The FCC Wednesday announced fines totaling $9 million on 17 stations – or eight licensees – affiliated with Sinclair Broadcast Group for not negotiating retransmission consent agreement with AT&T in good faith.
The so-called Forfeiture Order imposed a per-station penalty of $512,228 against each defendant “for willfully and repeatedly violating the Commission’s good faith negotiation standards,” the FCC said. The negotiations dated back to 2019. In the case of only one defendant station, which showed “a demonstrable inability to pay,” it reduced the proposed forfeiture to $30,000.
Retransmission consent agreements establish the fees TV stations charge video providers for rights to carry, or retransmit, their signals.
The penalty follows a record $48 million fine the FCC hit Sinclair with in May in a civil penalty — the largest imposed on a broadcaster in the FCC’s history — to close three open government investigations, including of its conduct as it sought to acquire Tribune Media in 2018.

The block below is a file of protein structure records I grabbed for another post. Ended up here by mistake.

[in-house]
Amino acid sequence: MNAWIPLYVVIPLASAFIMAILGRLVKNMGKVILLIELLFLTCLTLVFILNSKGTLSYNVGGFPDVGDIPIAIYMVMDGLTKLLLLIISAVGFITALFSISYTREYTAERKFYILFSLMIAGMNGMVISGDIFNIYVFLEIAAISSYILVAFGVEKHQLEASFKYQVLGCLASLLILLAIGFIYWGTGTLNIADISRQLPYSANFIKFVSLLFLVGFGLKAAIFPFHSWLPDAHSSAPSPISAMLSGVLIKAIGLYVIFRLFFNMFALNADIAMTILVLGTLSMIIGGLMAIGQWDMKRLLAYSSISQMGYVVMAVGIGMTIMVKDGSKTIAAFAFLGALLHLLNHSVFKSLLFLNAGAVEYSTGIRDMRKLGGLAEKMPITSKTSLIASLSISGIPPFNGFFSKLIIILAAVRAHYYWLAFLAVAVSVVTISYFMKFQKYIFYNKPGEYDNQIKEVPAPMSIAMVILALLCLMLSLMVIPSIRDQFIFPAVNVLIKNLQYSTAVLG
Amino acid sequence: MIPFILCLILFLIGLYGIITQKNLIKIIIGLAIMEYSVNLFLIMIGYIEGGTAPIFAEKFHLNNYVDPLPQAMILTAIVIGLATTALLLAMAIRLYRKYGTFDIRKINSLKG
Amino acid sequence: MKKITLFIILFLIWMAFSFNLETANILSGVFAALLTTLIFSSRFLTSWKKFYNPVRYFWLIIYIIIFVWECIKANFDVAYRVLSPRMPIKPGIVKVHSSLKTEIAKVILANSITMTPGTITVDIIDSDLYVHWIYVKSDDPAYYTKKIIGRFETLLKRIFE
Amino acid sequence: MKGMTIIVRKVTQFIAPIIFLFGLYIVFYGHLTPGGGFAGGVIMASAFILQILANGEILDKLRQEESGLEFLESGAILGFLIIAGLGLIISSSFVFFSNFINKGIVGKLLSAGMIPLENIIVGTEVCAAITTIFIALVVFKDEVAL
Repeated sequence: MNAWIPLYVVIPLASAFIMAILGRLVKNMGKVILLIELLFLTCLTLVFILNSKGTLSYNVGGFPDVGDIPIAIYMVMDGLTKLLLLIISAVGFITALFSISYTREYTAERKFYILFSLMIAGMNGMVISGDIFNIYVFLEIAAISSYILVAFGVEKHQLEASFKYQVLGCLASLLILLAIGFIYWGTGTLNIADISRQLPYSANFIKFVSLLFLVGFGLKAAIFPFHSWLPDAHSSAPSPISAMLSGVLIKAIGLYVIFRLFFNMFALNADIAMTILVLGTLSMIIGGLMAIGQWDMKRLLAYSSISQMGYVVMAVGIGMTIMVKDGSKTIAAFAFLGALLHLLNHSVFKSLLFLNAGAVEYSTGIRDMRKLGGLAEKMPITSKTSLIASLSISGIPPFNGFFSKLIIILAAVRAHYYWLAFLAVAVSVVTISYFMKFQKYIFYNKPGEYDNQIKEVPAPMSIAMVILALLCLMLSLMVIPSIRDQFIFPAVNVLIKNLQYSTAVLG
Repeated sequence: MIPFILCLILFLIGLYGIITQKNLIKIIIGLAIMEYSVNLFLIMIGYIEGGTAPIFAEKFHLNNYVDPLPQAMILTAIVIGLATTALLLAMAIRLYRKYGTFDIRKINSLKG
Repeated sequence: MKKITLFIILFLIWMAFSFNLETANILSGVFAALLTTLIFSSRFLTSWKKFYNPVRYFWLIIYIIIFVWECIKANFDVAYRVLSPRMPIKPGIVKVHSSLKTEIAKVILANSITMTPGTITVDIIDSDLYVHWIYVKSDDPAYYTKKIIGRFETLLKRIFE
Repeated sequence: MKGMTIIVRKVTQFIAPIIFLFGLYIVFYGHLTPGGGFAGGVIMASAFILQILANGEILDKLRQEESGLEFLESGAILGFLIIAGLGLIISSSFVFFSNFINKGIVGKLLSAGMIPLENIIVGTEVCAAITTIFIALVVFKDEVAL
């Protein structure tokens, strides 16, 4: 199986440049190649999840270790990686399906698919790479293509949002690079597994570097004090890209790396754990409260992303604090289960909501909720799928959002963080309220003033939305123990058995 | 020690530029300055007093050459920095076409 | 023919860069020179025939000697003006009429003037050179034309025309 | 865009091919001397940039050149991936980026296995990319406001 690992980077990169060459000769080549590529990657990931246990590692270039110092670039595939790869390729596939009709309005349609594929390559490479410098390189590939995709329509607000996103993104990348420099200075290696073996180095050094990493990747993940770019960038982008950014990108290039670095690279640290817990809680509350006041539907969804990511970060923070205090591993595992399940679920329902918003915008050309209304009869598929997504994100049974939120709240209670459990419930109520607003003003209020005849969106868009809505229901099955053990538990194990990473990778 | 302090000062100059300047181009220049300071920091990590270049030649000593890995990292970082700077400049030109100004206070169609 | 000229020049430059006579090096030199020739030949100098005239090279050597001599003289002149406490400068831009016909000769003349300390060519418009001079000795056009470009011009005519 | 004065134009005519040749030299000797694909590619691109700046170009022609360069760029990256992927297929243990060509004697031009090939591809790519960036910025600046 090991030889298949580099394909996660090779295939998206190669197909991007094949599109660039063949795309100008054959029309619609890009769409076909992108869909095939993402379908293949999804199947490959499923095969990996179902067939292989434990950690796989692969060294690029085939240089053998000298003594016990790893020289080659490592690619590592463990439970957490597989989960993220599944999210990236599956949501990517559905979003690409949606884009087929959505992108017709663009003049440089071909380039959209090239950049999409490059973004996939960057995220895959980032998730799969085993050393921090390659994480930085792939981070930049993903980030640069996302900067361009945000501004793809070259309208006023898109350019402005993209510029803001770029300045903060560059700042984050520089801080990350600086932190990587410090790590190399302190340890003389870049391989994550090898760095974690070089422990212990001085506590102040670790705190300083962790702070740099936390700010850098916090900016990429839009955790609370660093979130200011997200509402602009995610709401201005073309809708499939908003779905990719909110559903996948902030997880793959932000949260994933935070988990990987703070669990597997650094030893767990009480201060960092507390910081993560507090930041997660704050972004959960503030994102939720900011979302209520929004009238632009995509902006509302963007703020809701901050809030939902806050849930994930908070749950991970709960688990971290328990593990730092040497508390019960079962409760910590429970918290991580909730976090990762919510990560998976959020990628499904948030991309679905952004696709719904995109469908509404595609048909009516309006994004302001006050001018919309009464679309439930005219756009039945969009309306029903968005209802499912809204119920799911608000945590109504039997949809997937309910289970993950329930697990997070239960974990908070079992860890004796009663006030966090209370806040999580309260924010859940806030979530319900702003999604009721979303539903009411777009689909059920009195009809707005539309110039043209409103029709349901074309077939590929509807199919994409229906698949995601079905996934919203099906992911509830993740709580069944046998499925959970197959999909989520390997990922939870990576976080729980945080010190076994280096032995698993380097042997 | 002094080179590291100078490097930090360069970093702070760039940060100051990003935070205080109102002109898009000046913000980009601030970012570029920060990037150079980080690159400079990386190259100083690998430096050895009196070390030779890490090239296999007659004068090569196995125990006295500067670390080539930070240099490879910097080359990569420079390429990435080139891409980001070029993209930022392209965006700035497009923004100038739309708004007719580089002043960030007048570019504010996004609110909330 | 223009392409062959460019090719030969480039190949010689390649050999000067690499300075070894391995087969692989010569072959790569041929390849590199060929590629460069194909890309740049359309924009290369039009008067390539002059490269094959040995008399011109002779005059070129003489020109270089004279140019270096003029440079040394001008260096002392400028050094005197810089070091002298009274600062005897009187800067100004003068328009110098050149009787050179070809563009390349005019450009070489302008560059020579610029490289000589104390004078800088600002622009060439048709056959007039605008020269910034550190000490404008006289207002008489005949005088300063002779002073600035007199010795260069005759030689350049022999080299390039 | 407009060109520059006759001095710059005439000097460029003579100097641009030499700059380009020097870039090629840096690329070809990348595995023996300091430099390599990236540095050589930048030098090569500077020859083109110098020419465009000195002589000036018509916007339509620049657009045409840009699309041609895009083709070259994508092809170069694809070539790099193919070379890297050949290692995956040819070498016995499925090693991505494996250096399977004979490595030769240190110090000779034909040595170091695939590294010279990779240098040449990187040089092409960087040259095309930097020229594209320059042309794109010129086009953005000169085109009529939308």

In the retrans case, the Commission found that the stations violated its standards by refusing to negotiate with AT&T and subsidiary DirecTV for retransmission consent, “unreasonably delaying retransmission consent negotiations regarding the Defendant Stations, and failing to respond to AT&T’s proposals for the retransmission of the Defendant Stations.”
MVPD advocacy group the American Television Alliance applauded the FCC’s decision. “We are pleased that the FCC’s action sent such a strong signal that it will not tolerate broadcasters’ bad-faith conduct, especially when their behavior leads to needless TV blackouts that are harmful to American consumers,” said ATVA spokesperson, Jessica Kendust.